N2 - This thesis is founded on the premise that traditional discourses of travel and mobility are inherently masculinist, that is, travel is seen as a masculinity rite-of passage for the Euro-American male, shaping his subjectivity through the othering and marginalization of women. Taking Jack Kerouac’s On the Road (1957), the epitome of masculinist travel literature, as a starting point for an examination of women’s road narratives, it poses the questions: what happens when women abandon their marginal positions and take to the road? How do authors write women into moving subjects? To answer these questions I investigate a number of mainly North American late twentieth-century narratives of the road, for example, Robinson’s Housekeeping (1980), Scott’s Thelma & Louise (1991), Morrison’s Paradise (1997), Lopez’ Flaming Iguanas (1997), and Tuttle’s The Bad Girl’s Guide to the Open Road (1999). I also refer to pre-twentieth-century texts. What the texts have in common is a concern with women’s mobility. Methodologically this study posits itself at the crossroads of feminist, cultural, literary, and sociological inquiries. It is neither a pure literary-historical nor narratological investigation, its interest lies in exploring the topos of the road. The thesis consists of: an introduction, a chapter presenting my theoretical departures, two published and two forthcoming articles, and a brief conclusion. Each of the articles proposes terms that can be used to discuss “women on the road” from a feminist theoretical point of view. By gendering the discourse of travel and mobility I aim to renew the understanding of women in conjunction with mobility. By coining new signifiers I encourage readings of representations of mobile women in literature and film from a revised, feminist perspective. In the first article I propose two alternative female on-the-road subjects: the model and the stripper, insisting on their roles as female agents rather than sexual objects. In the second article I investigate “the maternal conditioning” of mobility. To describe the situation of women in a network of overlapping discourses on motherhood and mobility from a feminist perspective, I suggest two cartographic neologisms: materotopia and materotopology.The third article emphasizes the significance of the roadmovie Thelma & Louise for the figuring of “successful” representations of female mobile subjects. Mobile women regender the road narrative in two steps: an appropriative turn and a metafictional turn.” The new features emerging with women’s textual appropriation of the road, I claim, must be appreciated as constituting a new aesthetic of the road. The fourth article synthesizes the regendering performed by Second-Wave feminist narratives (e.g. Thelma and Louise) with the Third-Wave feminist sensibility displayed in collections like Goode’s Drive (2000). This generation female travelers demonstrate that women are no longer only mother figures waiting at home, sexual objects on the margin of the story, or passengers in the back of the car; they are mobilized, active, and empowered subjects, steering their own destiny.

AB - This thesis is founded on the premise that traditional discourses of travel and mobility are inherently masculinist, that is, travel is seen as a masculinity rite-of passage for the Euro-American male, shaping his subjectivity through the othering and marginalization of women. Taking Jack Kerouac’s On the Road (1957), the epitome of masculinist travel literature, as a starting point for an examination of women’s road narratives, it poses the questions: what happens when women abandon their marginal positions and take to the road? How do authors write women into moving subjects? To answer these questions I investigate a number of mainly North American late twentieth-century narratives of the road, for example, Robinson’s Housekeeping (1980), Scott’s Thelma & Louise (1991), Morrison’s Paradise (1997), Lopez’ Flaming Iguanas (1997), and Tuttle’s The Bad Girl’s Guide to the Open Road (1999). I also refer to pre-twentieth-century texts. What the texts have in common is a concern with women’s mobility. Methodologically this study posits itself at the crossroads of feminist, cultural, literary, and sociological inquiries. It is neither a pure literary-historical nor narratological investigation, its interest lies in exploring the topos of the road. The thesis consists of: an introduction, a chapter presenting my theoretical departures, two published and two forthcoming articles, and a brief conclusion. Each of the articles proposes terms that can be used to discuss “women on the road” from a feminist theoretical point of view. By gendering the discourse of travel and mobility I aim to renew the understanding of women in conjunction with mobility. By coining new signifiers I encourage readings of representations of mobile women in literature and film from a revised, feminist perspective. In the first article I propose two alternative female on-the-road subjects: the model and the stripper, insisting on their roles as female agents rather than sexual objects. In the second article I investigate “the maternal conditioning” of mobility. To describe the situation of women in a network of overlapping discourses on motherhood and mobility from a feminist perspective, I suggest two cartographic neologisms: materotopia and materotopology.The third article emphasizes the significance of the roadmovie Thelma & Louise for the figuring of “successful” representations of female mobile subjects. Mobile women regender the road narrative in two steps: an appropriative turn and a metafictional turn.” The new features emerging with women’s textual appropriation of the road, I claim, must be appreciated as constituting a new aesthetic of the road. The fourth article synthesizes the regendering performed by Second-Wave feminist narratives (e.g. Thelma and Louise) with the Third-Wave feminist sensibility displayed in collections like Goode’s Drive (2000). This generation female travelers demonstrate that women are no longer only mother figures waiting at home, sexual objects on the margin of the story, or passengers in the back of the car; they are mobilized, active, and empowered subjects, steering their own destiny.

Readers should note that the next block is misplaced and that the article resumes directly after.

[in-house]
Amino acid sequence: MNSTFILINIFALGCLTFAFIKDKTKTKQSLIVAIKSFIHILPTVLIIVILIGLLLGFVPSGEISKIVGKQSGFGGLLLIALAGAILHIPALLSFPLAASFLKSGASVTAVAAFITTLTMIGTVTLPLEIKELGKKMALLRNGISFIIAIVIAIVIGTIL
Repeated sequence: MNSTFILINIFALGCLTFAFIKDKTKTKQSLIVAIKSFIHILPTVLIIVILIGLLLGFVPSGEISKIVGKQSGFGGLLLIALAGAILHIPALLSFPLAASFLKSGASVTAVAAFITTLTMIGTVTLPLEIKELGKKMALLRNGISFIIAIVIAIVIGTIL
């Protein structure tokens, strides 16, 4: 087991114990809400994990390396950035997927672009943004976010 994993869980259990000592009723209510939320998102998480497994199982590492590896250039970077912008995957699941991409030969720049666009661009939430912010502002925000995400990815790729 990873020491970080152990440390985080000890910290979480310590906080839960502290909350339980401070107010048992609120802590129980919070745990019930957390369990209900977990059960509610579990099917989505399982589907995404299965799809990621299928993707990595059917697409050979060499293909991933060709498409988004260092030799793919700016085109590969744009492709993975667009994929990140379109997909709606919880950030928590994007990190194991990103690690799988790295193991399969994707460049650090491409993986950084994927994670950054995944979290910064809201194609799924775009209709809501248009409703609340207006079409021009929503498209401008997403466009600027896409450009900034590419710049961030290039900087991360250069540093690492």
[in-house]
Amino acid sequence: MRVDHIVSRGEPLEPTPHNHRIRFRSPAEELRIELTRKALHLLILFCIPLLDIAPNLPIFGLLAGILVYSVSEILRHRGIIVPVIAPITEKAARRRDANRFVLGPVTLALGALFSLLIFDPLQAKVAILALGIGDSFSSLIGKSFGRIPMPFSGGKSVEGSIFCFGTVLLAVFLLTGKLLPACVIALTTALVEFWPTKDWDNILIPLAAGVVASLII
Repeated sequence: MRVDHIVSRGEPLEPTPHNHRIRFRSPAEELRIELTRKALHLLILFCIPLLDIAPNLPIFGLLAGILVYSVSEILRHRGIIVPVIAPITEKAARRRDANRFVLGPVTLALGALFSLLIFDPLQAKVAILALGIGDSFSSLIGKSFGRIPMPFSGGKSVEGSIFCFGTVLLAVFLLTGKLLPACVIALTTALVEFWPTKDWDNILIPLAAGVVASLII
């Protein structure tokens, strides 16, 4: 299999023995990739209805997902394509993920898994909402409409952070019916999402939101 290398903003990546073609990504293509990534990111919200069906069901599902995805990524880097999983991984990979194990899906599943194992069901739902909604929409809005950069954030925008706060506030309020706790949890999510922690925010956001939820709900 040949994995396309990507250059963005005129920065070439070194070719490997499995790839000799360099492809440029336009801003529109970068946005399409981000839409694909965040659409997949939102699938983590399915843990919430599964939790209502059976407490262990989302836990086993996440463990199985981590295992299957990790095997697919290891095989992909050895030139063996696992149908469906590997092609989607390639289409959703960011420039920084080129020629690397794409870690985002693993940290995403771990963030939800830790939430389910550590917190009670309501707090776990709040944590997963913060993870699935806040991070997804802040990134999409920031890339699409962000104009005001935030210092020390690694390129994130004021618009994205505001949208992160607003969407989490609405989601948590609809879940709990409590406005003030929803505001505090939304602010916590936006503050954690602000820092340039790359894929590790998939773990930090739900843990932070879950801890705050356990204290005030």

KW - female mobile subject

KW - feminist theory

KW - feminism

KW - narratives of mobility

KW - mobility

KW - materotopia

KW - materotopology

KW - regendering

KW - road topos

KW - travel

KW - travel writing

KW - women-on-the-road

M3 - Doctoral Thesis (compilation)

PB - Göteborgs Universitet/Karlskrona Tekniska Högskola

ER -